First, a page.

Making fruitful wine investments
Investing in wine has become increasingly fashionable over recent years and has proven to be a relatively reliable placement for funds, if you make the right choices. Small-scale fine wine investments are particularly popular, especially with the rising demand in China and Russia.
The Internet, growing number of investment options and an increase in the amount of information and data that is available about wine are all factors that have contributed to bringing wine investments to the fore of everyone’s mind.
When we visited Château Cordeillan-Bages during the wine harvest in Bordeaux last autumn, we were told about a popular concept whereby guests gather friends and they invest in an entire barrel of a certain vintage of Château Lynch-Bages, which is a renowned Pauillac wine.
Yet investing in wine is not without its risks and Peter Shakeshaft has some key tips for readers of The Sloaney to consider before you put your money into certain vintages…
Not all fine wines will provide a good return for your investment: To be completely frank, most bottles, even well-know ones, raise a standard income, and a bit higher when they reach maturity. Only the top bottles from prestigious vineyards bring high amounts of profits, and these are not easy to get. The most secure bet is to invest in the prestigious vineyard bottles, and to be careful at every step.
Buying wine before it is bottled is risky: Numerous fine wine investments nowadays require that you buy wine before it is bottled. This is typical especially when it comes to Bordeaux wines. This kind of early investment is much more risky and you need to consider the quality, quantity, storage environment, bulk price, the maturity stage and also the year. Make sure to keep all these factors in mind before purchasing wine barrels – one bad barrel could mean a hundred bad bottles, which could in turn lead to an extravagant loss in your investment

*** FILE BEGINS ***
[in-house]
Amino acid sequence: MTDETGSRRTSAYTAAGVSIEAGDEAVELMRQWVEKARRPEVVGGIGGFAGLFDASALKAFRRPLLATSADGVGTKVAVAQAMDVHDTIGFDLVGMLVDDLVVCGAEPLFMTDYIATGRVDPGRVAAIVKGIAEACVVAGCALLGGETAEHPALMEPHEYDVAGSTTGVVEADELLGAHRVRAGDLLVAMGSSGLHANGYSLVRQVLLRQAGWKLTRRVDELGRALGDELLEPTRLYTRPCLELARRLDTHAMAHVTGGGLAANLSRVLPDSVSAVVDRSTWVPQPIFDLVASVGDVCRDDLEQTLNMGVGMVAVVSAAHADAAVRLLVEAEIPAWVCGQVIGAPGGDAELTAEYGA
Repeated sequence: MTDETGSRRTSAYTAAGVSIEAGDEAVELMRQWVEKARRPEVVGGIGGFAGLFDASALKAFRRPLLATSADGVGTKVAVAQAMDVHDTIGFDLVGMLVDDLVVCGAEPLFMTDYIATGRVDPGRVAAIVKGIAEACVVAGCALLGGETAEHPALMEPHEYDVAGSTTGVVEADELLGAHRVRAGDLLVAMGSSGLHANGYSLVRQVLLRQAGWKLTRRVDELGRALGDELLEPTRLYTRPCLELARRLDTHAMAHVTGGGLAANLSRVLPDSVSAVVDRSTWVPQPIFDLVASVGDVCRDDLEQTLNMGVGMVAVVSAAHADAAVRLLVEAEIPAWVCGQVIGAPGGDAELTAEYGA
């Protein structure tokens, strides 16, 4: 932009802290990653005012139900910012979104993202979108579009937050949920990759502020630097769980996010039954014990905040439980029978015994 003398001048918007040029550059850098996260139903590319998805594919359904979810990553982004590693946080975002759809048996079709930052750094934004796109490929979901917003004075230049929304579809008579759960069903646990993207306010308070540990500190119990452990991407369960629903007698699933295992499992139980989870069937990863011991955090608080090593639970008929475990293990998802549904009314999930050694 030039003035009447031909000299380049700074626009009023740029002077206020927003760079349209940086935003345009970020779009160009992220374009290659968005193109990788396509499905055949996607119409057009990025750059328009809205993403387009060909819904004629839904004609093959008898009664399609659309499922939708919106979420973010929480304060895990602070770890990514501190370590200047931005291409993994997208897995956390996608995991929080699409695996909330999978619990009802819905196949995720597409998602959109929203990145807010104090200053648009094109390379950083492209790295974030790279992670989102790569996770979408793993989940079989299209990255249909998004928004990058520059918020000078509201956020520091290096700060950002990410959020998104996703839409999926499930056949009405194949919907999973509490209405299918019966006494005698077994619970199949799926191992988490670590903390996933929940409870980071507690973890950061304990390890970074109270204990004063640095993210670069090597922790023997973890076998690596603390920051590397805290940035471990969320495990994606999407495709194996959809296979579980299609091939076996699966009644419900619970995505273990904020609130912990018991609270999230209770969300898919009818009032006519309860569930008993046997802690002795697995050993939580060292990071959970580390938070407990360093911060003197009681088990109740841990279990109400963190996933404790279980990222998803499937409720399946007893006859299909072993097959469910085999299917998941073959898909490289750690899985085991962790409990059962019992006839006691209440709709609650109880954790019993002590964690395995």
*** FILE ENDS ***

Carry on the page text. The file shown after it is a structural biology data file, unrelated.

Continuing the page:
Be careful of the country you choose: American fine wine investments may be especially difficult because the vintage producers in the US are not as reliable as those in Europe. The expertise factor that sets wine price in the US, as well as China and Russia, is not wine producer expertise, but demand. For a UK based investor, it can be harder to maintain a data bank about all the reliable American vineyards that produce exquisite wine, so things may get a bit messy.
There is always a back up plan for Wine Lovers: You need to remember that fine wine investments, similar to other sorts of investments, can simply fail to give you a standardised ROI. In such a situation, can you say that you are well prepared to set all tension aside, just sit down and enjoy a glass of wine from the bottle you invested in? If not, then you are better investing in other forms of selling and distribution endeavours, for instance gold and silver. The latest rise in prices has been attributed because of the rise in demand in China and Russia, especially for Bordeaux wine. However, to get a healthy ROI, you must work hard to sell your wine in these countries. The best option is to talk to a specialist in the field, who can help you deal with your stock portfolio. It is always vital to know which the right time is to sell your wine in China and Russia because they are not like regular wine consumers.
Peter Shakeshaft owns Vin X, which is a fine wine investment company. You can find out more online at www.vin-x.co.uk or by telephoning +44 (0)203 384 2262.
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